While the audience is in a receptive mood it is well to collect the names of those who wish to become members. Many of them who have no intention of shooting, will join to help the cause along and often become enthusiastic members.
The case should be stated clearly: the range site in view, the expense of installing fixtures, rent, the number of targets planned for, the number of members planned for, dues based on that number, and the fact that the revolver club will be incorporated. It is best to have two range sites and two lists of range equipment ready, then submit both, allowing the prospective members to vote on them. It is better to start a shooting club on a small scale than never to start at all.
The range income is derived from dues, sale of targets, income from matches and sale of lead and shells. If lockers are purchased or built they will net a substantial revenue. Novelty matches will also meet with approval and bring in revenue.
One popular source of revenue would be club medals. They are: Marksman, Sharpshooter, and Expert. For example: ten scores of seventy-five or better may be exchanged for a Marksman’s Medal. Ten scores of eighty-five or better may be exchanged for a Sharpshooter’s Medal, and ten scores of ninety-two or better for Expert Medal. Targets should be witnessed by an officer of the revolver club and the medals may be made of bronze for Marksman, bronze and silver for Sharpshooter, and silver for Expert. A gold medal may be given for ten scores of ninety-five or better. These medals may be purchased at a price that will, at ten cents per target, give the revolver club a fair profit.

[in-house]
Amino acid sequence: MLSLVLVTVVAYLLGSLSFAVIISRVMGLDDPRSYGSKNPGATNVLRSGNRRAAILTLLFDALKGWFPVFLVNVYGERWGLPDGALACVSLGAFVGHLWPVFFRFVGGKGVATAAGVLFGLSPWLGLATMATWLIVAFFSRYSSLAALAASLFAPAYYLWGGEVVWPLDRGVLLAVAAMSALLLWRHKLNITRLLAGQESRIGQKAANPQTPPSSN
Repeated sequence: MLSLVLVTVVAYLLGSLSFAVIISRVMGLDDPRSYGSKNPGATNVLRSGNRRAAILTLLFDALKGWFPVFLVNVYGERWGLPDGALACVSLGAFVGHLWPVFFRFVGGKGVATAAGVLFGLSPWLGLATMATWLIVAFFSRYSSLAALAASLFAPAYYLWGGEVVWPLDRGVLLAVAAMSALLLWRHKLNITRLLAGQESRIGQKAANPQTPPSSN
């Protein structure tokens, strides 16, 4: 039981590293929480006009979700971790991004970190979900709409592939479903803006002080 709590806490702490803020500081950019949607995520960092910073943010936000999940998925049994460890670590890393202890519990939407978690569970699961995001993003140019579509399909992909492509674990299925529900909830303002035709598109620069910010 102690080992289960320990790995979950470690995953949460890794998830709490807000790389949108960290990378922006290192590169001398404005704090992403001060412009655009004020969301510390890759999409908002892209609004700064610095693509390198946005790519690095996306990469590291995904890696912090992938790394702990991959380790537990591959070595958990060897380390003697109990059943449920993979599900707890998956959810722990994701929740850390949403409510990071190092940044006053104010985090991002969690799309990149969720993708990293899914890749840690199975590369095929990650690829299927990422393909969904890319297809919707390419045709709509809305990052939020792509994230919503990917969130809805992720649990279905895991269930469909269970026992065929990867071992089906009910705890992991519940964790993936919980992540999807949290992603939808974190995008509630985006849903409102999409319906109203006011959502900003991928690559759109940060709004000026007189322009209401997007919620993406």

It will be necessary to elect officers for the revolver club. A president, vice-president, secretary, treasurer, and shooting master are the usual ones. It is well to have a board of directors of which the officers are members.
When the club has reached the stage of incorporation a set of by-laws should be adopted and a club name decided upon. The N.R.A. By-Laws may be adopted or changed to suit the requirements of the club.
I may here cite what I consider the record in forming a revolver club. I arrived in Muncie, Indiana, on a night that police and citizens were to form a revolver club. The city officials were deeply interested, especially the chief of police. The prime factor in this project was Mr. Harry C. Almy, vice-president and treasurer of the Delaware County National Bank. In less than twenty-four hours a club was started with one hundred and forty-five members enrolled. They now have indoor and outdoor ranges and the club is still growing. Mr. Almy is one of the best informed men on target and protective shooting in the country and if his ideas were followed we would have flourishing revolver clubs in every city and town.